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Wachtel, Nikolaus; Meyer, Emanuel; Volkmer, Elias; Knie, Nina; Lukas, Bernhard; Giunta, Riccardo; Demmer, Wolfram (2023): Efficacy of perioperative antibiotic prophylaxis in elective soft-tissue-only wrist arthroscopy. Bone & Joint Open, 4 (4). pp. 219-225. ISSN 2633-1462

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Wrist arthroscopy is a standard procedure in hand surgery for diagnosis and treatment of wrist injuries. Even though not generally recommended for similar procedures, general administration of perioperative antibiotic prophylaxis (PAP) is still widely used in wrist arthroscopy.

A clinical ambispective dual-centre study was performed to determine whether PAP reduces postoperative infection rates after soft tissue-only wrist arthroscopies. Retrospective and prospective data was collected at two hospitals with departments specialized in hand surgery. During the study period, 464 wrist arthroscopies were performed, of these 178 soft-tissue-only interventions met the study criteria and were included. Signs of postoperative infection and possible adverse drug effects (ADEs) of PAP were monitored. Additionally, risk factors for surgical site infection (SSIs), such as diabetes mellitus and BMI, were obtained.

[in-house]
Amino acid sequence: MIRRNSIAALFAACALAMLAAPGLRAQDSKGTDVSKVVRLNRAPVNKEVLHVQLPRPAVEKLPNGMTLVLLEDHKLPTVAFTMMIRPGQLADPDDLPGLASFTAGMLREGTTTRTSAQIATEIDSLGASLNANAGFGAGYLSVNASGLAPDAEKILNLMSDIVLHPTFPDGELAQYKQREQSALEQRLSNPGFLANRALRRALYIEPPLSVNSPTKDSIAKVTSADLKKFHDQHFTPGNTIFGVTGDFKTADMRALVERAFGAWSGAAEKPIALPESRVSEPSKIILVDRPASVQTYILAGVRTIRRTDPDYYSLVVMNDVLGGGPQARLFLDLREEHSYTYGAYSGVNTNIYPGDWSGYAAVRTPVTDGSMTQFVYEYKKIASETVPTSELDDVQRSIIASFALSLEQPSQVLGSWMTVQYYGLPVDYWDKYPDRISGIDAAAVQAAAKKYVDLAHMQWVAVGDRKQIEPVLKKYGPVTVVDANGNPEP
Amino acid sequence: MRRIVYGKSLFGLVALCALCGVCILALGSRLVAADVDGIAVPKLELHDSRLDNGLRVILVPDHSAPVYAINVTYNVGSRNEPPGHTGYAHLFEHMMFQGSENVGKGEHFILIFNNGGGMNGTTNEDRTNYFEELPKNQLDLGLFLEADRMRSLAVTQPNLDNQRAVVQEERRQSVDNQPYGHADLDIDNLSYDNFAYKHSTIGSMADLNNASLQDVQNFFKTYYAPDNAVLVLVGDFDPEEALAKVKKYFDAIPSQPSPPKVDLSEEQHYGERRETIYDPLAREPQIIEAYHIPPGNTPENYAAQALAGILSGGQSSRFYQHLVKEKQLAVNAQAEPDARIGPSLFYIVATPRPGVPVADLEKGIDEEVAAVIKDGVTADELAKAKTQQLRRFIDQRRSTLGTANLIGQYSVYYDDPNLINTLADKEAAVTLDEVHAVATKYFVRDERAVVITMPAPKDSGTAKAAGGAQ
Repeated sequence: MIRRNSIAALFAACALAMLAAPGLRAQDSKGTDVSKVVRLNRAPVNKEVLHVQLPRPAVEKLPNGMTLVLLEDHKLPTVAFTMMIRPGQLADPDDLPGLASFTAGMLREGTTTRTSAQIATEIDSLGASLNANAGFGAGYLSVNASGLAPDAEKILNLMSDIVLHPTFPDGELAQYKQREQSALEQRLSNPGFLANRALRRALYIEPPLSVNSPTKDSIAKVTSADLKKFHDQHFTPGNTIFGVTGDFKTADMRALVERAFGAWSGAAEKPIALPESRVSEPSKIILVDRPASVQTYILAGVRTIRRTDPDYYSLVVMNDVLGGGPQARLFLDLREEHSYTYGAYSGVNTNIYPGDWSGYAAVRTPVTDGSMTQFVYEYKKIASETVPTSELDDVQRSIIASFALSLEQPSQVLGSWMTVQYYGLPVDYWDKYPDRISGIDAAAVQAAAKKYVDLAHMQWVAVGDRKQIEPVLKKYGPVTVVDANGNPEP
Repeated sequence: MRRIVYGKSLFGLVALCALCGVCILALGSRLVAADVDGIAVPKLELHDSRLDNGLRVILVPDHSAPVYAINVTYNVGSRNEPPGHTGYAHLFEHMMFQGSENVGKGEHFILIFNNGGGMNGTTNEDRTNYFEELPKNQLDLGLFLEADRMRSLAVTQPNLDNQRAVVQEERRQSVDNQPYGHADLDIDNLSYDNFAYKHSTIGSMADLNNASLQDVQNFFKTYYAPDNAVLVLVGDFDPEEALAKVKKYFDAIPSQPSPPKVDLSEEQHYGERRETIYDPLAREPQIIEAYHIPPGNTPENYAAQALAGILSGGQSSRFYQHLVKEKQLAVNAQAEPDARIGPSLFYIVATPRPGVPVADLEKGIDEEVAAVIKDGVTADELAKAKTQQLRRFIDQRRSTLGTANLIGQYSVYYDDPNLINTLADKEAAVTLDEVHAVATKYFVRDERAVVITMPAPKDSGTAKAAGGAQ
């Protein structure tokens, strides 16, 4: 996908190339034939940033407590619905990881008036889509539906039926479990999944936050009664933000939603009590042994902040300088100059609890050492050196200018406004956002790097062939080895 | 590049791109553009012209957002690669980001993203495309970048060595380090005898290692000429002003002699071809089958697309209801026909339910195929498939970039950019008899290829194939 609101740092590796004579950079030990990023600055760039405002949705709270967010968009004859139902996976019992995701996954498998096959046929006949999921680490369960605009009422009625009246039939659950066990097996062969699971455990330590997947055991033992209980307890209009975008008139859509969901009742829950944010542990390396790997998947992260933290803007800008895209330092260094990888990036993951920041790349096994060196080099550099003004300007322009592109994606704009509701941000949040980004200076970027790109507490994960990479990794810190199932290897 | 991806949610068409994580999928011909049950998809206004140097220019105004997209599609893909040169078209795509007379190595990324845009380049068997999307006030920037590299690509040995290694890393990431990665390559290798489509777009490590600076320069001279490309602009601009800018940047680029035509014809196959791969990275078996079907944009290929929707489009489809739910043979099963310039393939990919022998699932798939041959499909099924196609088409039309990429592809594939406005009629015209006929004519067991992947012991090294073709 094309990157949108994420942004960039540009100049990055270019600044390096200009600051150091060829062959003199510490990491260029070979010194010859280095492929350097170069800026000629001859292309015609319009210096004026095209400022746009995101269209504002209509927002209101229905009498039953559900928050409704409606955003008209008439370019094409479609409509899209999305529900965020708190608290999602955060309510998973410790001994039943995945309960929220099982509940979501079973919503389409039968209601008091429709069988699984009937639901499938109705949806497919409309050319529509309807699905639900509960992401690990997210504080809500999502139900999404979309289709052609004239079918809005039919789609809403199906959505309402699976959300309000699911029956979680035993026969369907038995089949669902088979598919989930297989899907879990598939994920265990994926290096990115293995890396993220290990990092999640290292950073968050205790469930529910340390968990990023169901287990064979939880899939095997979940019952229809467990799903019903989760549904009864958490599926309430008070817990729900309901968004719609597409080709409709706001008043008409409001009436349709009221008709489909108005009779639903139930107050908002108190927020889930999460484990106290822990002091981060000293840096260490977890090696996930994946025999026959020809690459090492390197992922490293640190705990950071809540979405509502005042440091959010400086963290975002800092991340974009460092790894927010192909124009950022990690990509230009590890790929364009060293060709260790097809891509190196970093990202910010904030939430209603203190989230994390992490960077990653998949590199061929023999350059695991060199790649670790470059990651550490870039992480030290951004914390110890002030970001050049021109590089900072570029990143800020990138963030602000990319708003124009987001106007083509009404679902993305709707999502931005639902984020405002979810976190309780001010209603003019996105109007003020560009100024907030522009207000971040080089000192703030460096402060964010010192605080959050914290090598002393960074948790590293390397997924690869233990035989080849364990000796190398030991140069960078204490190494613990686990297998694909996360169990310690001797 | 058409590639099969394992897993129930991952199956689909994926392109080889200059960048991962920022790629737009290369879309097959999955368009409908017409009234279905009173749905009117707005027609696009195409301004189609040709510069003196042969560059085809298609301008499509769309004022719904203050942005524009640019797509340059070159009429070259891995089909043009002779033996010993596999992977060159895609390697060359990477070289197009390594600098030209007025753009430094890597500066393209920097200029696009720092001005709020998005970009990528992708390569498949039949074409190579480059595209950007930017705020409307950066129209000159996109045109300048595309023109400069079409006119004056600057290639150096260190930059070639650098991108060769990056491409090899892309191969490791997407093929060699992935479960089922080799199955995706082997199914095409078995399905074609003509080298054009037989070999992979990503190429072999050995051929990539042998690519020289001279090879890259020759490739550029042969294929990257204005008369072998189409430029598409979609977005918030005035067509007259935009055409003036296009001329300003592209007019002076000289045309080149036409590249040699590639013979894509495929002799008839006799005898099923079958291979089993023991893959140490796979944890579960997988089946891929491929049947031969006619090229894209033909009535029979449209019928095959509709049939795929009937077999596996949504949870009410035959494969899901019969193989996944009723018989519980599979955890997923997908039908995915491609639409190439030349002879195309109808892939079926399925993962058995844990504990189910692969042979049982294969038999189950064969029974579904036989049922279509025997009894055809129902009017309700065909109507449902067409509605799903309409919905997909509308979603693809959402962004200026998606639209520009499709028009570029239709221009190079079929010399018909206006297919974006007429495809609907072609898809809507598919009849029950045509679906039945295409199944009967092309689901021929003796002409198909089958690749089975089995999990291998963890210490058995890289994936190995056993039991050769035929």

The overall infection rate of SSI was zero. Neither in the PAP group (n = 69) nor in the control group (n = 109) were signs of postoperative infection observed. Observed symptoms of ADEs were three-times higher in the PAP group when compared to the control-group (16.3 vs 5.5%; p = 0.043). No major ADEs were observed, but one in ten patients in the PAP group reported mild to severe intestinal or hypersensitivity symptoms.

We demonstrate that the number needed to treat (NNT) with PAP to prevent one postoperative infection in soft-tissue arthroscopies of the wrist is > 109. Conversely, symptoms of ADEs were reported by one out of ten patients given PAP. Considering the high NNT to prevent postoperative infection and the large number of ADEs caused by PAP, we recommend not to use PAP routinely in soft-tissue arthroscopies of the wrist. Subsequent large-scale studies should be conducted to substantiate these results.

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